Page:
The party in the Odyssey was already in full swing by the time Carl Frampton bounced into the ring with Jackie Wilson’s lyrics and the love of all in attendance lifting him higher and higher. Those that had been in their seats for hours had been buoyed by the sight of Irish fighter after Irish fighter deliver decisive victories. Others had chosen to prepare for the main event by offering libations to Carl in the surrounding bars. If those punters were lucky, they arrived just in time to see Eamonn O’Kane land the sort of blow onto Alvaro Gaona’s nose that Daffy Duck used to regularly receive from a shot gun blast in the 1950s. Gaona is still trying to locate his own beak which did a few 360 degree revolutions of his bewildered head.
With a “God bless, touch gloves” from Scottish referee Victor Loughlin, the final stage of the quest to become the mandatory challenger for Leo Santa Cruz’s WBC super-bantamweight title began.
It appeared Frampton used the first round of the fight as a last minute reconnaissance mission. As a converted southpaw, Hugo Cazares is an adept switch-hitter and having not been stopped this century, he’s as tough as you’d expect a Mexican veteran to be. Frampton spent the first three minutes using a straight left arm to confirm the distance Cazares’ block would be when it came time to knock it off. He looked to be setting things up for a big right hand finish, but in fact it was his left, and Victor Loughlin’s ring finger, that would prove decisive.
Frampton’s ring walk anthem for the night was taken from an album named Until My Heart Caves In. But it was Cazares’ head that nearly caved in half way through the second round. In the corner, Shane McGuigan had just told his charge he was waiting too long to throw his shots. Don’t delay he said, “just ping it in”. Ping it in he certainly did.
A minute into the round Frampton landed an accidental low blow onto Cazares’ leg. It didn’t look like much although the Mexican milked it for all it was worth. Following 30 seconds of the type of stretches last seen in a Jane Fonda aerobics video, the action re-started. And then ended.
Frampton borrowed Joe Frazier’s left arm to throw a murderous hook that thundered into his opponent’s temple and surged through his core into his legs. With his brain still wondering what just happened, his legs bolted and sent the upper half of his body into and almost through the ropes. From his hands and two knees, Cazares rose to join the referee on one knee in time to hear and see Loughlin take up the count at four. At this point the Mexican was still clearly dazed and confused.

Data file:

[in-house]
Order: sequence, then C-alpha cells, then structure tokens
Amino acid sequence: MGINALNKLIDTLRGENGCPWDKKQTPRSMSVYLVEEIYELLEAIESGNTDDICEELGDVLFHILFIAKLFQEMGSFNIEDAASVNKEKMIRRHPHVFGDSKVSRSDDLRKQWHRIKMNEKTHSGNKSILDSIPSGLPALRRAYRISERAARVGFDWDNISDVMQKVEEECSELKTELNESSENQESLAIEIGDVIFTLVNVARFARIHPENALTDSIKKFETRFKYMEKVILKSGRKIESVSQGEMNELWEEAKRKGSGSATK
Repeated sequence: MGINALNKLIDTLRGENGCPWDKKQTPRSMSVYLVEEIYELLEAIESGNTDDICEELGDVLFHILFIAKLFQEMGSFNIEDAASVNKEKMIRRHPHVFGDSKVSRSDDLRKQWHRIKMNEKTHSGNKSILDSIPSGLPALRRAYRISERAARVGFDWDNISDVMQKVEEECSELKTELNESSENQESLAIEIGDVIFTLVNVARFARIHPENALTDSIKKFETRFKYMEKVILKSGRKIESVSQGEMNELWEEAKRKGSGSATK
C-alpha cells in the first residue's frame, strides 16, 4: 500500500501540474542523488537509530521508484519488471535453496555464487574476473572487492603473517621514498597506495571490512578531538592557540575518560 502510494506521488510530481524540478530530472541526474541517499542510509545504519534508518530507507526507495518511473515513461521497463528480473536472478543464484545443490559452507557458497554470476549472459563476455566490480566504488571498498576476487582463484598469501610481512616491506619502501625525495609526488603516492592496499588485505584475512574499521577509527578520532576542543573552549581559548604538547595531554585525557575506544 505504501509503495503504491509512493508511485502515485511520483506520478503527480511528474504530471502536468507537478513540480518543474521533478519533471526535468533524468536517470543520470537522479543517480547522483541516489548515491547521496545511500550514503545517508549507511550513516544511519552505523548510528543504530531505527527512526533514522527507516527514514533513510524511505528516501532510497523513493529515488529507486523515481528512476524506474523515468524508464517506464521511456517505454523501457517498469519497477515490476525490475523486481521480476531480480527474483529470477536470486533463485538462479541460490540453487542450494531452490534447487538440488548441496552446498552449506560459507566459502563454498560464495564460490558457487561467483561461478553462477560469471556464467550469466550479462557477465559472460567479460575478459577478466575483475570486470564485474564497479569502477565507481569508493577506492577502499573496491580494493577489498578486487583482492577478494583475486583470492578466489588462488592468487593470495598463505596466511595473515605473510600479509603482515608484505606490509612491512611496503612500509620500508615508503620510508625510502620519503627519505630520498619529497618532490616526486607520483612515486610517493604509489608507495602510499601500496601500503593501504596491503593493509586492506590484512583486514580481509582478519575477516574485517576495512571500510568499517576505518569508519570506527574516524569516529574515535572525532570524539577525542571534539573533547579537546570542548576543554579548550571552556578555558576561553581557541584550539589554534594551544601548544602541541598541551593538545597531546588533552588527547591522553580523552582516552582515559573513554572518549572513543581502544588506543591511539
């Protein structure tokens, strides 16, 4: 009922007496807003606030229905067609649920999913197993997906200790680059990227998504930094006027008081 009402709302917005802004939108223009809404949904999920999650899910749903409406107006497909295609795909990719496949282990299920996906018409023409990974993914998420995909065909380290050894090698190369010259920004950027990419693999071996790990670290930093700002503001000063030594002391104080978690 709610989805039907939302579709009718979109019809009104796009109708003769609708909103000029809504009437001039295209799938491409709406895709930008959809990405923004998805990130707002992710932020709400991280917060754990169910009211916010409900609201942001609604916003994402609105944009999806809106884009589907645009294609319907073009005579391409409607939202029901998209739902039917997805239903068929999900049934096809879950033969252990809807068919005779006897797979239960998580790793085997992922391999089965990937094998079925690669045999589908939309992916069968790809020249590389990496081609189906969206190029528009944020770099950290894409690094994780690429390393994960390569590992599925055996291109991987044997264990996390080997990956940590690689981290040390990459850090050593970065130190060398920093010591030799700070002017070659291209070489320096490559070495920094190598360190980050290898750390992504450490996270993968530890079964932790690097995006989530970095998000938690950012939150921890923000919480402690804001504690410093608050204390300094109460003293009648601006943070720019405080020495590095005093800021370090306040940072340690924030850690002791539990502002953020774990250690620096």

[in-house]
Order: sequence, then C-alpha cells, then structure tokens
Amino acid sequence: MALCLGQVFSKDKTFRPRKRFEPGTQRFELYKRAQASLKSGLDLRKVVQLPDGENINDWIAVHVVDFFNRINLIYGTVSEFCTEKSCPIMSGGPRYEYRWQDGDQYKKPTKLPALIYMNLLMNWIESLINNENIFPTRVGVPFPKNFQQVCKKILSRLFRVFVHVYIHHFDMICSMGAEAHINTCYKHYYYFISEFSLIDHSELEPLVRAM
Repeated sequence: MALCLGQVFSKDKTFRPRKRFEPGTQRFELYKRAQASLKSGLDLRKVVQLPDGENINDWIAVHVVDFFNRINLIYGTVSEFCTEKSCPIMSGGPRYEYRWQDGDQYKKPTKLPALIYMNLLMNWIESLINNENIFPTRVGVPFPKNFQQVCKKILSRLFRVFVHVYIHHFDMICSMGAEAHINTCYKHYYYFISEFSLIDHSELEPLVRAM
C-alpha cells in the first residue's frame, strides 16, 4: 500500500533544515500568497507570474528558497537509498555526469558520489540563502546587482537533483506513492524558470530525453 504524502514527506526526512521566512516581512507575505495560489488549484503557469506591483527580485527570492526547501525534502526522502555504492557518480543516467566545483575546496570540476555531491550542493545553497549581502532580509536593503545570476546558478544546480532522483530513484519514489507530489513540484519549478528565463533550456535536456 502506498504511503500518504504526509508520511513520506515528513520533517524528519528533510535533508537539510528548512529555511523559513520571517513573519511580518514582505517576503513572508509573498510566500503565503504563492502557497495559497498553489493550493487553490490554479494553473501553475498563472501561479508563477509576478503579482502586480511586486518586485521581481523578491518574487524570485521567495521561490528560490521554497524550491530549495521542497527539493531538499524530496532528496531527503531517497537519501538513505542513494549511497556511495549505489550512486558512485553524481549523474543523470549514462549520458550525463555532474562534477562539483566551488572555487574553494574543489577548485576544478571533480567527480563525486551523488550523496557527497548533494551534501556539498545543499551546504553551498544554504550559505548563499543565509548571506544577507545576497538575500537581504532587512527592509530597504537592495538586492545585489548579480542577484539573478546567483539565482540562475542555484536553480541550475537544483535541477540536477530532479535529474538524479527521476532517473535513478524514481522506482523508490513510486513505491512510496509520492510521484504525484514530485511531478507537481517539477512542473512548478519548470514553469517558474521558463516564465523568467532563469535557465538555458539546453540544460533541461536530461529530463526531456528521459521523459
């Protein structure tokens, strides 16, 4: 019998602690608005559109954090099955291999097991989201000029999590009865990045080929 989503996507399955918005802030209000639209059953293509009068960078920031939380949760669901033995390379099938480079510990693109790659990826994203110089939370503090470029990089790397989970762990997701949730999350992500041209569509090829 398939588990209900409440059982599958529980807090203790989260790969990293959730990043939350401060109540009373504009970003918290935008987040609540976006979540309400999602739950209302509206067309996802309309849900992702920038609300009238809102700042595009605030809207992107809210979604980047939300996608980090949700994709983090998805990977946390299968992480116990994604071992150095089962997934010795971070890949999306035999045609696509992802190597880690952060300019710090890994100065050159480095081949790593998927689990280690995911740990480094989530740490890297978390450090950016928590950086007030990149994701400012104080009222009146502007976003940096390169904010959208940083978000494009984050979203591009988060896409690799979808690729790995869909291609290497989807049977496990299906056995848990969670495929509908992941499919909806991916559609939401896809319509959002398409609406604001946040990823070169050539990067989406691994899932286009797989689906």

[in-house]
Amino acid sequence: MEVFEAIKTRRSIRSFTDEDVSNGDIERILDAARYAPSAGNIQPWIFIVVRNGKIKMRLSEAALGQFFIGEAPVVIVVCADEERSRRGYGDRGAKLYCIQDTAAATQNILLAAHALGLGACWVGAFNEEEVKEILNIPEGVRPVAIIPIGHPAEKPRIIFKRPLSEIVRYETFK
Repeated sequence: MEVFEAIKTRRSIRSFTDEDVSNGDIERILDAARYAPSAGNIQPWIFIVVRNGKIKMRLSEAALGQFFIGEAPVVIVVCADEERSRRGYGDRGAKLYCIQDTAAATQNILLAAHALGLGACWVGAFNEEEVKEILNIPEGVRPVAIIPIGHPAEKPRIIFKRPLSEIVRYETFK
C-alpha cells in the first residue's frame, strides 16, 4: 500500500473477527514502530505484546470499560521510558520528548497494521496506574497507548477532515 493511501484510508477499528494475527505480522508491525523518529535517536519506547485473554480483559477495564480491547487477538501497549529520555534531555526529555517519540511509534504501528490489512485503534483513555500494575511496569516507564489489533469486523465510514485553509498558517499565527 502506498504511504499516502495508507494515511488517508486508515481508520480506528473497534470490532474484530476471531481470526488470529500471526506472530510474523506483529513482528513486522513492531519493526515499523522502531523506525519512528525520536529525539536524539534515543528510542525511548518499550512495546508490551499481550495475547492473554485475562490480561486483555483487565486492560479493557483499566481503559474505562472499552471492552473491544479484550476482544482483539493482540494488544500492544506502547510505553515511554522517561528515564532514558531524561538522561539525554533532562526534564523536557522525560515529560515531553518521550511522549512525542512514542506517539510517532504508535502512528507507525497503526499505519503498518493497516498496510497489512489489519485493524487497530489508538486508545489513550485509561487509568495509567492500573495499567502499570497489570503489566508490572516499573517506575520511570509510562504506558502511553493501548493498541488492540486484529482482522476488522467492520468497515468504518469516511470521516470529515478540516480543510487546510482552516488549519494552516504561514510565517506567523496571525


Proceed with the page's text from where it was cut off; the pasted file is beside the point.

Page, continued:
Six seconds later and he was striding about the ring in disbelief. Cinco, five fingers. Seis, six fingers. Siete, seven fingers. Ocho, eight fingers and a cue for Cazares to put a hand on his hip and smile over to Frampton with his best “I’m not hurt” face on. Nueve, a wave of two Scottish hands and it’s all over.
Cazares was livid and will no doubt protest all the way back home to Mexico. He is nicknamed The Incredible, but now he was more The Incredulous. There were echoes of Malik Scott’s controversial count-out against Dereck Chisora last summer when many felt the ref called a halt a fraction too early and that Scott could have continued.
In truth, I think Victor Loughlin did not signal the count clearly enough with his finger gestures last night. Cazares was down for at least a full ten seconds, but if he was relying upon the referees ten fingers for guidance, he has a right to question whether they count to diez differently in Paisley than Los Mochis. I also think Cazares had gathered his senses to an extent that, with his experience, he could have made it through the rest of the round and into the 30 seconds of respite on his stool.
At this point a reality check is needed however. Chisora put Scott down with a typically clumsy clubbing blow to the back of the neck. It was not nominated for any shot of the year awards. Frampton put Cazares down with a left hook from hell that landed cleanly on the temple. Scott may have made it to the end of his fight had he been given the chance. Cazares would have merely delayed the inevitable with a couple more minutes of punishment. In the cold light of a Belfast spring day, he may privately acknowledge that Victor Loughlin did him a favour.
And so on marches the very special Carl Frampton. Despite murmurings from the great Guillermo Rigondeaux’s camp last night, WBC champion Leo Santa Cruz is surely next. The only question is when and where. Carl mentioned the summer and all involved with Cyclone Promotions would love to put it on in Belfast. Outdoors now as there isn’t a building in the country big enough to contain the support the Tiger’s Bay boy has. More than 20,000 packing Ravenhill rugby ground is one option. The Balmoral Showgrounds is another. Wherever: build it and they will come.
Victory against Santa Cruz and maybe then we can start dreaming about The Jackal v El Chacal…